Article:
1 The most comprehensive source for Heinrich Schenker’s mature theory and analytical technique is his Free Composition (Der freie Satz ), trans. and ed. Ernst Oster (New York: Longman 1979).
2 See Schenker, Heinrich, Free Composition, p. 99.
3 See Larson, Steve, ‘Musical Forces and Melodic Patterns’, Theory and Practice22/3 (1997–1998): 55–71.
4Cadwallader, Allen, ‘Prolegomena to a General Description of Motivic Relationships in Tonal Music’, Intégral2 (1988): 1–33.
5Burkhart, Charles, ‘Schenker’s “Motivic Parallelisms”’, Journal of Music Theory22/2 (1978): 145–175.
6Cohn, Richard, ‘The Autonomy of Motives in Schenkerian Accounts of Tonal Music’, Music Theory Spectrum14/2 (1992): 150–170.
7 In a classic essay, David Lewin clearly illustrates the significance of context in elucidating the function of individual musical events. If the musical and analytical contexts are not specified, we cannot really define, Lewin argues, the function of individual musical events. See Lewin, , ‘Music Theory, Phenomenology, and Modes of Perception’, Music Perception3/4 (1986): 327–392.
8 See Larson, Steve, ‘Strict Use of Analytic Notation’, Journal of Music Theory Pedagogy10 (1996): 37–77.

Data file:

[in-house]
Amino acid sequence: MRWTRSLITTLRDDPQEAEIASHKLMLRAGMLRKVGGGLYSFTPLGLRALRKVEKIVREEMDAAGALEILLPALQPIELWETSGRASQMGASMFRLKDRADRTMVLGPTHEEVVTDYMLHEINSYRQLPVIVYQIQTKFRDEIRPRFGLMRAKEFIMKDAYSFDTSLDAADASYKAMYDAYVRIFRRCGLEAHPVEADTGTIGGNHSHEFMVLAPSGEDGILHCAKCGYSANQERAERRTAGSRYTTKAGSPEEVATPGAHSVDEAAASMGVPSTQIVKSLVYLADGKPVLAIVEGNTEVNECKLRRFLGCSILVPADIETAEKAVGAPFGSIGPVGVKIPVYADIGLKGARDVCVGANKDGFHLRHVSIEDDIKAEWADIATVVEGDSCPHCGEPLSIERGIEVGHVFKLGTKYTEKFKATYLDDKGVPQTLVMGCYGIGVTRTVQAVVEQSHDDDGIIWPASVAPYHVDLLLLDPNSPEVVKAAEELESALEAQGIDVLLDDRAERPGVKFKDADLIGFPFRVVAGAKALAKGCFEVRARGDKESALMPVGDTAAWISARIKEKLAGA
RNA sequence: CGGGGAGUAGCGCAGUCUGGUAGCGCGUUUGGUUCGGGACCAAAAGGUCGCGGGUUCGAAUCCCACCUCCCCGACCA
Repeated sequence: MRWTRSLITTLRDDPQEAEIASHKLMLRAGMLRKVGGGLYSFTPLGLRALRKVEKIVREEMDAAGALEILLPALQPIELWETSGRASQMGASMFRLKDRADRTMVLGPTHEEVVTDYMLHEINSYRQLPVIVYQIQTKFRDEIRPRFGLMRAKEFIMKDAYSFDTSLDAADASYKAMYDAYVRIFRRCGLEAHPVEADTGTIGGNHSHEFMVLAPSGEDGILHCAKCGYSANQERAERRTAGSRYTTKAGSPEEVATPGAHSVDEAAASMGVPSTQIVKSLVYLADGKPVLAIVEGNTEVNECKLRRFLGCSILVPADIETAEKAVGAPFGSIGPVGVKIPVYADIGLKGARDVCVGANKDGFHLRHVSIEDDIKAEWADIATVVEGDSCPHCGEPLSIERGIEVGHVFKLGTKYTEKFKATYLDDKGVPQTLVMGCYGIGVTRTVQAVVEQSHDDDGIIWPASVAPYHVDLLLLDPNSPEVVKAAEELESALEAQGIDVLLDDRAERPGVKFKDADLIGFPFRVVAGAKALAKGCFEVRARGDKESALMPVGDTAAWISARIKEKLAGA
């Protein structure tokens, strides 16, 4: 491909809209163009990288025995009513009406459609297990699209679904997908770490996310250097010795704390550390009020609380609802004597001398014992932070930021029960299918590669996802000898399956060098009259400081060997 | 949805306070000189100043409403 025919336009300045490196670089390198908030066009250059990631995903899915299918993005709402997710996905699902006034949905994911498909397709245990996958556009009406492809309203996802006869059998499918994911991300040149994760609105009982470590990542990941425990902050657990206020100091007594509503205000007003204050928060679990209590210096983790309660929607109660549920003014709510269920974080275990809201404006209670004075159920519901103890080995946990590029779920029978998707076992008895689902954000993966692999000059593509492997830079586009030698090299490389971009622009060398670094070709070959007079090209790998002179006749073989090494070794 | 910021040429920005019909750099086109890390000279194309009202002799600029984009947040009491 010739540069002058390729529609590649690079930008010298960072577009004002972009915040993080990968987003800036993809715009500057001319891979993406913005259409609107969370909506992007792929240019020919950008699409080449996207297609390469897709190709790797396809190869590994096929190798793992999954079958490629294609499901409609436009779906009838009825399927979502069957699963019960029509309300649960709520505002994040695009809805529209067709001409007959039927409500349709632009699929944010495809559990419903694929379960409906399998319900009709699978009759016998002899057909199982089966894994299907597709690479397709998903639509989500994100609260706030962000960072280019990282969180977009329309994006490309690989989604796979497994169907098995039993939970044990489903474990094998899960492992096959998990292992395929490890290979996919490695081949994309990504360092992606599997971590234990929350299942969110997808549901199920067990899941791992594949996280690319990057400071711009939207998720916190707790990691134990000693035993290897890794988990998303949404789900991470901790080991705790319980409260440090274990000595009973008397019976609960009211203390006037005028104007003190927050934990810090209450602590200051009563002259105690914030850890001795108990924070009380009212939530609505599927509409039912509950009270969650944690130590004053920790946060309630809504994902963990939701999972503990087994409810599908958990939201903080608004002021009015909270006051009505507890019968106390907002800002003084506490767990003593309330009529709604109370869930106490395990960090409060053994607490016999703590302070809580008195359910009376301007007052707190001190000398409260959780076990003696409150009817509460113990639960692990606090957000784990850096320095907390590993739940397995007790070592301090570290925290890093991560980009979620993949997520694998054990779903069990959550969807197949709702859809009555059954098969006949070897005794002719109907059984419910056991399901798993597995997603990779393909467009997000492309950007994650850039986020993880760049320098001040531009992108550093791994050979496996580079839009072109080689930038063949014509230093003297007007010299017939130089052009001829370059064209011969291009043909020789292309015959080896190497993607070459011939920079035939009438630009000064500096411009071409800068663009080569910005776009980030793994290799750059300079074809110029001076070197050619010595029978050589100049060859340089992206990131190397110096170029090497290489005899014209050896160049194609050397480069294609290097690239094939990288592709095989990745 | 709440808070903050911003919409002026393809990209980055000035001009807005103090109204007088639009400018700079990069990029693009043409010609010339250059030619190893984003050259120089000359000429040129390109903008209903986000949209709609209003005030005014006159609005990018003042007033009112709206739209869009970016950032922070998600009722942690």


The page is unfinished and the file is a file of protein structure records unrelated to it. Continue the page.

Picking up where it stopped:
9 See Krebs, Harald, ‘Some Early Examples of Tonal Pairing: Schubert’s “Meeres Stille” and “Der Wanderer”’, in The Second Practice of Nineteenth-Century Tonality, ed. William Kinderman and Harald Krebs (Lincoln and London: University of Nebraska Press, 1996): 17–33.
10 See Almén, Byron, A Theory of Musical Narrative (Bloomington: Indiana University Press, 2008).
11 See Rothstein, William, ‘Analysis and the Act of Performance’, in The Practice of Performance: Studies in Musical Interpretation, ed. John Rink (Cambridge: Cambridge University Press, 1995): 217–240.
13 See Lester, Joel, ‘Performance and Analysis: Interaction and Interpretation’, in The Practice of Performance: Studies in Musical Interpretation, ed. John Rink (Cambridge: Cambridge University Press, 1995): 197–216.
14 See McCreless, Patrick, ‘Analysis and Performance: A Counterexample?’, Dutch Journal of Music Theory14/1 (2009): 1–16.
15 In the French first edition of the Nocturne, there is a fleeting semiquaver G at the end of bar 16. However, this brief G is not sufficient to transform the chord into a root-position sonority.
16Schachter, Carl, Unfoldings: Essays in Schenkerian Theory and Analysis, ed. Joseph N. Straus (New York: Oxford University Press, 199), p. 137.
17 The sentence in bars 9–16 is not an archetypal one, as William Caplin would describe it (see Caplin, William, Classical Form: A Theory of Formal Functions for the Instrumental Music of Haydn, Mozart, and Beethoven (New York: Oxford University Press, 1998): 35–48); most importantly for us, the presentation phrase is not tonic prolongational and the continuation phrase does not end in a cadence. Owing to limitations of space, it is not possible to here address aspects of nineteenth-century sentences.
18 Such non-congruence of temporal functions is not uncommon in Chopin; for an analysis of the Nocturne, Op. 62, No. 2 that concentrates on this issues, see Suurpää, Lauri, ‘Non-Congruent Temporal Functions in Chopin’s Nocturne Op. 62, No. 2’, Dutch Journal of Music Theory16/1 (2011): 64–71.